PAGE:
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Holiday fever drops

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Despite billions in revenue, there was a decline in certain accommodation sales during the bumper season

December was a bleak month for South Africa’s tourist accommodation industry, with holiday fever not contagious enough to end the tough year on even a slightly positive note.
Although the industry still raked in just over R2.5 billion, hotels, guest houses and guest farms, as well as caravan parks and camping sites, all recorded declines in income during what is usually the sector’s bumper season. Occupancy rates were also low at a combined average of just 54%.
Just like the country’s retailers, which also saw decreases in revenue during December, owners of holiday property will be hoping for a better 2019. The new figures released by Stats SA reveal that caravan and camping sites were the hardest hit, seeing a 19.4% drop in income over the festive season.
Guesthouses and guest farms recorded a 12.2% decline and hotels a 4.2% drop. Not even the 1.4% increase in the average cost of holiday stays per night was able to afford tourism accommodation the luxury of just breaking even.
In total, the revenue collected from nightly guest rates, excluding money spent on food, beverages, or other services, was:
Hotels R1.5bn – 51.4% occupancy.
Caravan parks and camping sites R47.9 million – 45.1% occupancy
Guesthouses and guest farms R178.8m – 47.1% occupancy
Other accommodation R767.7m – 68.6% occupancy.
Overall income generated from accommodation tariffs earned the industry R2.52bn, but with the addition of restaurant and bar sales, and other facilities or service charges, the total income was R4.7bn.
Interestingly, tourism accommodation providers in the “other” category – which includes lodges, bed-and-breakfast establishments, self-catering establishments and “other” establishments not elsewhere classified – saw an 11% increase in accommodation income during December.
While the data does not specify Airbnb accommodation figures, figures released recently show since its founding in 2008 hosts across South Africa earned more than R3.6bn.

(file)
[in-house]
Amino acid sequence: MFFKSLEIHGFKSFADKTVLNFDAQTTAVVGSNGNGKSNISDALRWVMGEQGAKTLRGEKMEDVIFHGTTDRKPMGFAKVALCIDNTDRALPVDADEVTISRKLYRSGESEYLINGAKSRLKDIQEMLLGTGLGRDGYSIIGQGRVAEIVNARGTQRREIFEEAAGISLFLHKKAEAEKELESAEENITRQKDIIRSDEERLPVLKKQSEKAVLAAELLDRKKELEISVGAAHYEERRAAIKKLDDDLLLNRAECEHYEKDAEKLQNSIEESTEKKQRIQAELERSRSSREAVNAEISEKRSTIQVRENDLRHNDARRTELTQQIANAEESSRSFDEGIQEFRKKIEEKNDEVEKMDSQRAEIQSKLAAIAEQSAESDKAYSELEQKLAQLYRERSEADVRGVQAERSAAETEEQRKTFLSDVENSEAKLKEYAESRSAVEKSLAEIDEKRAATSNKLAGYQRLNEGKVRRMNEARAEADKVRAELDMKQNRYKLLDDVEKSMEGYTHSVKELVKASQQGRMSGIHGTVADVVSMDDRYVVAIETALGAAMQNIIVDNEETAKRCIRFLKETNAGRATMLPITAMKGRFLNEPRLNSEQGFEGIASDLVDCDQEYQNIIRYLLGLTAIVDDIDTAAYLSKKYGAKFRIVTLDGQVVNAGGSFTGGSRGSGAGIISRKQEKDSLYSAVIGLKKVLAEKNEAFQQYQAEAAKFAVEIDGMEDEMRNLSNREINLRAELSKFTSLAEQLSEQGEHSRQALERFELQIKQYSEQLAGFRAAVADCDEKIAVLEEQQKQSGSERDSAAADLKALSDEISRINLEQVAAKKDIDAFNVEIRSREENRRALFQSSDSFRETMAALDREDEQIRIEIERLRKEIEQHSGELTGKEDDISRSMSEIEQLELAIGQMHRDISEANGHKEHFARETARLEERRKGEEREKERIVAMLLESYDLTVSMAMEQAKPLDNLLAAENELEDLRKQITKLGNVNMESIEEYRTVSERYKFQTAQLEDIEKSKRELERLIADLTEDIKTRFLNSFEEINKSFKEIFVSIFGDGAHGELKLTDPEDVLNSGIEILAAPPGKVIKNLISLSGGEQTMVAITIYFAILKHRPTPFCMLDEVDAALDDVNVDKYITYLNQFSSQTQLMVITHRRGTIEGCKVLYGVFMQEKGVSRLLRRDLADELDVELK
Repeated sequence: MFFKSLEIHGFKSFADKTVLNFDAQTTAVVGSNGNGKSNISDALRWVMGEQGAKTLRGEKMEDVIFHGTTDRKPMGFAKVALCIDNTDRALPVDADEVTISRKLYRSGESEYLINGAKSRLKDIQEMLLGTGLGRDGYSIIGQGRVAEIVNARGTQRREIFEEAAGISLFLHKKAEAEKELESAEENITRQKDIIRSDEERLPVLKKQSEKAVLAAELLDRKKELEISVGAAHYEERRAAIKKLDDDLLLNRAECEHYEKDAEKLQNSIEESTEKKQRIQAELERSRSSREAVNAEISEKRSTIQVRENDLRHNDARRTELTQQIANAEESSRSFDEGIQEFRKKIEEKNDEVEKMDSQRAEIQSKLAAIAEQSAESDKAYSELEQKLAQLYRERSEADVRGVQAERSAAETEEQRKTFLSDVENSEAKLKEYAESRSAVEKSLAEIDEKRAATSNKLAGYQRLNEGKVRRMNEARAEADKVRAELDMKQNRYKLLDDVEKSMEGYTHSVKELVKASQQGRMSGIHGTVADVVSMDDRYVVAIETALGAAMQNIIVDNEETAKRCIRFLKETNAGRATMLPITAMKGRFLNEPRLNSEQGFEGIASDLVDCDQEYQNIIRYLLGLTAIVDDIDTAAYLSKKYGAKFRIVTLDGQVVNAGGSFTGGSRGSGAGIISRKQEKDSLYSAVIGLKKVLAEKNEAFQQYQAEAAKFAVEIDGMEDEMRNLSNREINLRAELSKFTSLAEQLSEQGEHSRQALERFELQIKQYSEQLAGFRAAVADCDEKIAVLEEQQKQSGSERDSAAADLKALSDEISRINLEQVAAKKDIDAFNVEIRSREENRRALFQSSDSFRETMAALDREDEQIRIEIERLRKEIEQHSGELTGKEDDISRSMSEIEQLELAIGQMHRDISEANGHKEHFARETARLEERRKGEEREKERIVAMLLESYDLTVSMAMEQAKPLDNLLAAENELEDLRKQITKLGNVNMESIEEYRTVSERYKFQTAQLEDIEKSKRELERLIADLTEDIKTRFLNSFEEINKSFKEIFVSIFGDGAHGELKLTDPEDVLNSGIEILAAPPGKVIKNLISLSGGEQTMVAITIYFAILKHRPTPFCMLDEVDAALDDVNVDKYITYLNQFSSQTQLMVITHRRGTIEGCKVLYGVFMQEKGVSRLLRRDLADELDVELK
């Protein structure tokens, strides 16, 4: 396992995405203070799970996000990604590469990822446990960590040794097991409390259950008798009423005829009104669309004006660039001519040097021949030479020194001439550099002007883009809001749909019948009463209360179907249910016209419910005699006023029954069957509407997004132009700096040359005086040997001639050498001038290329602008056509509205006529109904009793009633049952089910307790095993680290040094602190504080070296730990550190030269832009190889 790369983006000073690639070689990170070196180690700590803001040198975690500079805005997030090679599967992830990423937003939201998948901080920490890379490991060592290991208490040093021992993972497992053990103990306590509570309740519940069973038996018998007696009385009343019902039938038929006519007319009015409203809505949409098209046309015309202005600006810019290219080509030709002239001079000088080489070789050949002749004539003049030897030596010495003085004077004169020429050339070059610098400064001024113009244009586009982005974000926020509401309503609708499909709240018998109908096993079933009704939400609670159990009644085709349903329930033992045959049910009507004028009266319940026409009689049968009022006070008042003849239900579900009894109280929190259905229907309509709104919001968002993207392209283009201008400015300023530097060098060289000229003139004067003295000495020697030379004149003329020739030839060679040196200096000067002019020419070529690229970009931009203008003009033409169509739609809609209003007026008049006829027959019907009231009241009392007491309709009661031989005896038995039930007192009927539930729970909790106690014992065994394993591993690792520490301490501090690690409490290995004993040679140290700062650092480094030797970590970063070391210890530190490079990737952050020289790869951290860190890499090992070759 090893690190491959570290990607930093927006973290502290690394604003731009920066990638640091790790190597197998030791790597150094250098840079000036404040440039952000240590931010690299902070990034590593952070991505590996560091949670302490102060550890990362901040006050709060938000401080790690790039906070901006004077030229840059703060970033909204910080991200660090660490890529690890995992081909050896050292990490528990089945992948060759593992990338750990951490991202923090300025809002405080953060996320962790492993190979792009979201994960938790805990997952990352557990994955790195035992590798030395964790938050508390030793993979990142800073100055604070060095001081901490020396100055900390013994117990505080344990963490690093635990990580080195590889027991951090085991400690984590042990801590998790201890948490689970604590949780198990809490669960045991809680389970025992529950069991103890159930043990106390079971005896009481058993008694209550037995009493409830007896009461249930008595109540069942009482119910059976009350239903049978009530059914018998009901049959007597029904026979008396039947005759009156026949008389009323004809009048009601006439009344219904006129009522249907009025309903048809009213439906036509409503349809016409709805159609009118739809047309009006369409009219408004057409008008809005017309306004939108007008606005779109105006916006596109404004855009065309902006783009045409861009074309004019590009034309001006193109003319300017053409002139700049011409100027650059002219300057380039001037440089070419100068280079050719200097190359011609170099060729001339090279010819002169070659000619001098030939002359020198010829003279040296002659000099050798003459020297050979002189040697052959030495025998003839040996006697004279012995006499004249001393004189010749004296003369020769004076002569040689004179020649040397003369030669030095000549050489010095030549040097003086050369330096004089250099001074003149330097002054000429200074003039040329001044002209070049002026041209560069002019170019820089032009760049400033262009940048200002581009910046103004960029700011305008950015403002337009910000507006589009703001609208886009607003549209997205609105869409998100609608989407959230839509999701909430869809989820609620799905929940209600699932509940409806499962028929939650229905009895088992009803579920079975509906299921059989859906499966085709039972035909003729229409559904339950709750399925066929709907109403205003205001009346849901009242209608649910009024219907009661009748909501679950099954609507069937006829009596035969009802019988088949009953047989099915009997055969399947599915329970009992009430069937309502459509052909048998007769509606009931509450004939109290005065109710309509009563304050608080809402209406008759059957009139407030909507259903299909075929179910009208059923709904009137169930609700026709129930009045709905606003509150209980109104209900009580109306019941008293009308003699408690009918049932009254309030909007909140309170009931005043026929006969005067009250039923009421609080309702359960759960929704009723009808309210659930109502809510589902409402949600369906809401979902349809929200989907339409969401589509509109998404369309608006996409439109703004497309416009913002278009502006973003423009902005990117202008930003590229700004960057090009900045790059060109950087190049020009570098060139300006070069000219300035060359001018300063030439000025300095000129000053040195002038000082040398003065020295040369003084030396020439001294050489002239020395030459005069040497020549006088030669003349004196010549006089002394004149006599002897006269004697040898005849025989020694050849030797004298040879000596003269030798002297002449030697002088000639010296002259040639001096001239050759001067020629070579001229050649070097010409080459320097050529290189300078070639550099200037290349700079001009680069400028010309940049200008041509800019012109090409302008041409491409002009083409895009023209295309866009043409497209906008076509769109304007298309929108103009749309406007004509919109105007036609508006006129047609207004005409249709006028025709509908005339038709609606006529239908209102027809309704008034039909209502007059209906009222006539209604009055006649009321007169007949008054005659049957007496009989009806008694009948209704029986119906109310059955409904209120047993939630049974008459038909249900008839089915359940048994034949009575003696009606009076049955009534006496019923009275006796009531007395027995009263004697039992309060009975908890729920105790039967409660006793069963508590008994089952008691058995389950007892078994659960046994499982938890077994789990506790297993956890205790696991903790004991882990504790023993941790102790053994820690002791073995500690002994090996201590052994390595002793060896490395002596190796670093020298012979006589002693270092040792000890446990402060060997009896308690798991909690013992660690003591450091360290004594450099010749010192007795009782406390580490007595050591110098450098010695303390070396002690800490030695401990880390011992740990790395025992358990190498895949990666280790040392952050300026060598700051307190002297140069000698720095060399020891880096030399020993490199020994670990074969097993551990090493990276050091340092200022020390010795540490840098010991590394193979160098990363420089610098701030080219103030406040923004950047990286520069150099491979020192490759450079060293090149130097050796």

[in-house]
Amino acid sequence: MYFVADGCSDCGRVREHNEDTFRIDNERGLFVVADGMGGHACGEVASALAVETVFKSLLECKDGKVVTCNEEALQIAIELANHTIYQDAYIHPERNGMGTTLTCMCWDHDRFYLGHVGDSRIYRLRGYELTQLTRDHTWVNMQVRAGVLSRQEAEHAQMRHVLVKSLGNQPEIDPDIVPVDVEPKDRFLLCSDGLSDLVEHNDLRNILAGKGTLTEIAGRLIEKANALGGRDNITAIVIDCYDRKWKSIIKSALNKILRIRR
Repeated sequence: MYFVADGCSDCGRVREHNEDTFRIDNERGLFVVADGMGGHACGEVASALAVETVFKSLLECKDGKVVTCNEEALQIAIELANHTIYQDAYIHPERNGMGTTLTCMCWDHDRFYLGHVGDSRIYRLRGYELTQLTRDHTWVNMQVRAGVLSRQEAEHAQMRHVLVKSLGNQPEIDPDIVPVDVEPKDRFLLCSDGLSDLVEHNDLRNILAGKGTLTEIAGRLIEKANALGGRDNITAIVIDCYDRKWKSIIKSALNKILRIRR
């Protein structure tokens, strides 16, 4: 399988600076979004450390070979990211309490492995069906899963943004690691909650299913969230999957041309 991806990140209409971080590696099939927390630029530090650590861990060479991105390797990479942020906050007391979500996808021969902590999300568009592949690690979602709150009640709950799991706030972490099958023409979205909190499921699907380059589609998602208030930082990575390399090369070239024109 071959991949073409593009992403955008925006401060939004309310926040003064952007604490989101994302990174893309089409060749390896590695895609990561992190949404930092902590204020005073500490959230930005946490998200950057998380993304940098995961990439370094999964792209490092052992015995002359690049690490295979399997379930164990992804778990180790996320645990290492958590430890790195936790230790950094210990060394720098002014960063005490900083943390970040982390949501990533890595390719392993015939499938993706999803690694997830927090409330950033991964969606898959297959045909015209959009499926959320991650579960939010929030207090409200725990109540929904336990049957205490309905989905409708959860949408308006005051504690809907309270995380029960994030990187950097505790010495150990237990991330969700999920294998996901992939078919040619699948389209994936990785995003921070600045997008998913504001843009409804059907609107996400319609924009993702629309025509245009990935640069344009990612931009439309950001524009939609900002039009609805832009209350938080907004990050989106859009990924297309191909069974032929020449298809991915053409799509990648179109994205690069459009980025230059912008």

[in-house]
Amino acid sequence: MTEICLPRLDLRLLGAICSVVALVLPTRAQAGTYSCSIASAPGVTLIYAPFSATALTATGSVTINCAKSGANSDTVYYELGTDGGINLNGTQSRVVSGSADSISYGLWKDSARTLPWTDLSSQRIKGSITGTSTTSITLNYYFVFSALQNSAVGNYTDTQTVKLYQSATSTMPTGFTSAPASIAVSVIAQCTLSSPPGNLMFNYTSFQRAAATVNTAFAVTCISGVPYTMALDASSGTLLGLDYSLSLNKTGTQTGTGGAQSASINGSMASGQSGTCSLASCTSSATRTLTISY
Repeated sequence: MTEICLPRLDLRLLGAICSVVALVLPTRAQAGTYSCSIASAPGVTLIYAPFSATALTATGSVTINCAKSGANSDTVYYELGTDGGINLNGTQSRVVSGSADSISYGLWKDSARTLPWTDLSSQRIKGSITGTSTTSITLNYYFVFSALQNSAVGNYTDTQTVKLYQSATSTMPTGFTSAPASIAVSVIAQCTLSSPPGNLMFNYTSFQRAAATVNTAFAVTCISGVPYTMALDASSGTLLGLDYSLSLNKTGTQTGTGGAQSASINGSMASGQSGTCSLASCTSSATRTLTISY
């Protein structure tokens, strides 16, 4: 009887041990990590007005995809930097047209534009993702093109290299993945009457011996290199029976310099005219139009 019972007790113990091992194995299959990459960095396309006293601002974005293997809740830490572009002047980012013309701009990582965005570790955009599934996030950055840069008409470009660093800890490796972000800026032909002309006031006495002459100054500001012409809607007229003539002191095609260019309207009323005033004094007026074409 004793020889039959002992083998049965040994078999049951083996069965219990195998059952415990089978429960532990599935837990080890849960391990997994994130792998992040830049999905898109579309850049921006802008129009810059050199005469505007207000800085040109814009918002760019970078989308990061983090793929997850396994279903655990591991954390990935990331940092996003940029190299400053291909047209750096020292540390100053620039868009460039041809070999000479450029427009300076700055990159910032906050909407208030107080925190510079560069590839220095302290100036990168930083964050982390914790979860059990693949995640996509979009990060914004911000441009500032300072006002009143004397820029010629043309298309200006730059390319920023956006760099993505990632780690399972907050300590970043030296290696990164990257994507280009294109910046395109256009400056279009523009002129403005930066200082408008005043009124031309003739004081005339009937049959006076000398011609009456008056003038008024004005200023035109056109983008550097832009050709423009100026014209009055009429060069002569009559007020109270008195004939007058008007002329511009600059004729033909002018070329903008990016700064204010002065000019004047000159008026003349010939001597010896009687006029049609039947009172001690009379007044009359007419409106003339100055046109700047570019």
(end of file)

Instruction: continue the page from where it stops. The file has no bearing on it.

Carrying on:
However, Mike Greeff, chief executive of Greeff Christie’s International Real Estate predicted at the start of the year that properties purchased for the purpose of Airbnb would decline in 2019. This, he said, would be because of the “oversupply of Airbnb properties”.
Stats SA’s tourism and migration data reveals that tourists increased by 1.6%, from 991 579 in December 2017 to 1 007 155 in December 2018. The data also shows that overseas tourists (259 403) decreased by 0.9% from 261 728 in December 2017.

Tourists from Sweden and Germany, however, increased. Tourist numbers from SADC (730 401) also grew by 2.2% from 714 389 in December 2017, with the highest increase being those from the Democratic Republic of Congo and Zimbabwe respectively.

It is hoped that since President Cyril Ramaphosa affirmed his commitment to tourism in his State of the Nation address, tourist figures will see further increase and holiday accommodation owners will be among the beneficiaries.

“The focus on economic growth sectors, including the ocean economy, tourism and so on, are all positives (of Ramaphosa’s address),” says Seeff Property Group chairperson Samuel Seeff.
New grading standards

Revised grading standards for accommodation establishments in South Africa take effect on April 1.

The aim of the revised criteria was to advance and maintain a recognisable, credible and globally benchmarked system of quality assurance for accommodation and venues in South Africa, says Darryl Erasmus, chief quality assurance officer at SA Tourism.
The Grading Council team kicked off its countrywide provincial road shows in Cape Town recently with the aim of the road shows being to outline the new grading criteria to all establishment owners, and at the same time introduce the new accolades programme to all stakeholders.
“Our aim is to ensure that all visitors who stay at our graded establishments have only the best memories and experience which will entice them to always choose to stay in graded establishments when going on holiday or business travel,” said Erasmus.
Accolades include insignia and criteria for niche markets such as child-friendly, pet-friendly, wedding venues, spa and wellness facilities, and 4×4.
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